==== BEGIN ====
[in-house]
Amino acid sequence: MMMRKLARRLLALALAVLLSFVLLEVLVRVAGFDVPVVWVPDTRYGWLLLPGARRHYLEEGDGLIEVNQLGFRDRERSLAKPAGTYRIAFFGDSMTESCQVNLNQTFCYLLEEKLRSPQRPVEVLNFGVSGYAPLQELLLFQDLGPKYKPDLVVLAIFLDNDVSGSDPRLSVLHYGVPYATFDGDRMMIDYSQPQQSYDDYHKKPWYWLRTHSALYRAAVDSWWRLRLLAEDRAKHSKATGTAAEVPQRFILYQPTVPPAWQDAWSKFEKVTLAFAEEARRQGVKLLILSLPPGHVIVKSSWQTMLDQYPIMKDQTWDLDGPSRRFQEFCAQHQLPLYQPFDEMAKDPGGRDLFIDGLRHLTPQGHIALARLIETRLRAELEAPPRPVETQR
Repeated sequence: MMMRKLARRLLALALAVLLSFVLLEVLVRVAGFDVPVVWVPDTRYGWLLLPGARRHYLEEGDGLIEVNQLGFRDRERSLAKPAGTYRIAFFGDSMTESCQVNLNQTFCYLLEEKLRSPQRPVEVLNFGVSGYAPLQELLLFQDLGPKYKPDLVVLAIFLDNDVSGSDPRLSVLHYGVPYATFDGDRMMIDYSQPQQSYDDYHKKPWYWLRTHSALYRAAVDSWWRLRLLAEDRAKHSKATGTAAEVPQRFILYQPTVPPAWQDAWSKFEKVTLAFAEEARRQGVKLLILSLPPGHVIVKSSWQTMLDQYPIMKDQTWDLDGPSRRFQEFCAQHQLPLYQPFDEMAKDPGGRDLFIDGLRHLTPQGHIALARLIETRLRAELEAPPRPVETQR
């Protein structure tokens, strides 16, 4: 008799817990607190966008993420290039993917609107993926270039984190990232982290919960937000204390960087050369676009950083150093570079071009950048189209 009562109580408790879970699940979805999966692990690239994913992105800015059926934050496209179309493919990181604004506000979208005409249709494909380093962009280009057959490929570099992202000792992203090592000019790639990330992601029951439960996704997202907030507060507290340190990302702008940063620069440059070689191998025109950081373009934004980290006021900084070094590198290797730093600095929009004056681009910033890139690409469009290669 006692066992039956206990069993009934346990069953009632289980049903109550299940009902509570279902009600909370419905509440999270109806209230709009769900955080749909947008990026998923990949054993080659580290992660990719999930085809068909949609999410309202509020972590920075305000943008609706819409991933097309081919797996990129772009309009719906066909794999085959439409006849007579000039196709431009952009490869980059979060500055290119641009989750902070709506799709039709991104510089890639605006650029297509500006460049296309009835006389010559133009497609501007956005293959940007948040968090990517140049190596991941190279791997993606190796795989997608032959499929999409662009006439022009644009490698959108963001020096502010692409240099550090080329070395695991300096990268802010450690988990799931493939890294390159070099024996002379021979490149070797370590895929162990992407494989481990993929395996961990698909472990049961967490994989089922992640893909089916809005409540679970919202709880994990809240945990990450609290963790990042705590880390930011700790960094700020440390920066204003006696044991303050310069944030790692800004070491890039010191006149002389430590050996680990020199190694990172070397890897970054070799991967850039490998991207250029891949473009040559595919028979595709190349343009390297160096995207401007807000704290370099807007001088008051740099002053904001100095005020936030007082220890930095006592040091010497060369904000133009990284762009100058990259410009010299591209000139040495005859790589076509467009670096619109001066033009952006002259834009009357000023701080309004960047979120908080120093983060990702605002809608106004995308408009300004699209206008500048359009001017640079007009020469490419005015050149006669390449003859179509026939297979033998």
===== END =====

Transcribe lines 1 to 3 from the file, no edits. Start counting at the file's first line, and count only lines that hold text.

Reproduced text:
[in-house]
Amino acid sequence: MMMRKLARRLLALALAVLLSFVLLEVLVRVAGFDVPVVWVPDTRYGWLLLPGARRHYLEEGDGLIEVNQLGFRDRERSLAKPAGTYRIAFFGDSMTESCQVNLNQTFCYLLEEKLRSPQRPVEVLNFGVSGYAPLQELLLFQDLGPKYKPDLVVLAIFLDNDVSGSDPRLSVLHYGVPYATFDGDRMMIDYSQPQQSYDDYHKKPWYWLRTHSALYRAAVDSWWRLRLLAEDRAKHSKATGTAAEVPQRFILYQPTVPPAWQDAWSKFEKVTLAFAEEARRQGVKLLILSLPPGHVIVKSSWQTMLDQYPIMKDQTWDLDGPSRRFQEFCAQHQLPLYQPFDEMAKDPGGRDLFIDGLRHLTPQGHIALARLIETRLRAELEAPPRPVETQR
Repeated sequence: MMMRKLARRLLALALAVLLSFVLLEVLVRVAGFDVPVVWVPDTRYGWLLLPGARRHYLEEGDGLIEVNQLGFRDRERSLAKPAGTYRIAFFGDSMTESCQVNLNQTFCYLLEEKLRSPQRPVEVLNFGVSGYAPLQELLLFQDLGPKYKPDLVVLAIFLDNDVSGSDPRLSVLHYGVPYATFDGDRMMIDYSQPQQSYDDYHKKPWYWLRTHSALYRAAVDSWWRLRLLAEDRAKHSKATGTAAEVPQRFILYQPTVPPAWQDAWSKFEKVTLAFAEEARRQGVKLLILSLPPGHVIVKSSWQTMLDQYPIMKDQTWDLDGPSRRFQEFCAQHQLPLYQPFDEMAKDPGGRDLFIDGLRHLTPQGHIALARLIETRLRAELEAPPRPVETQR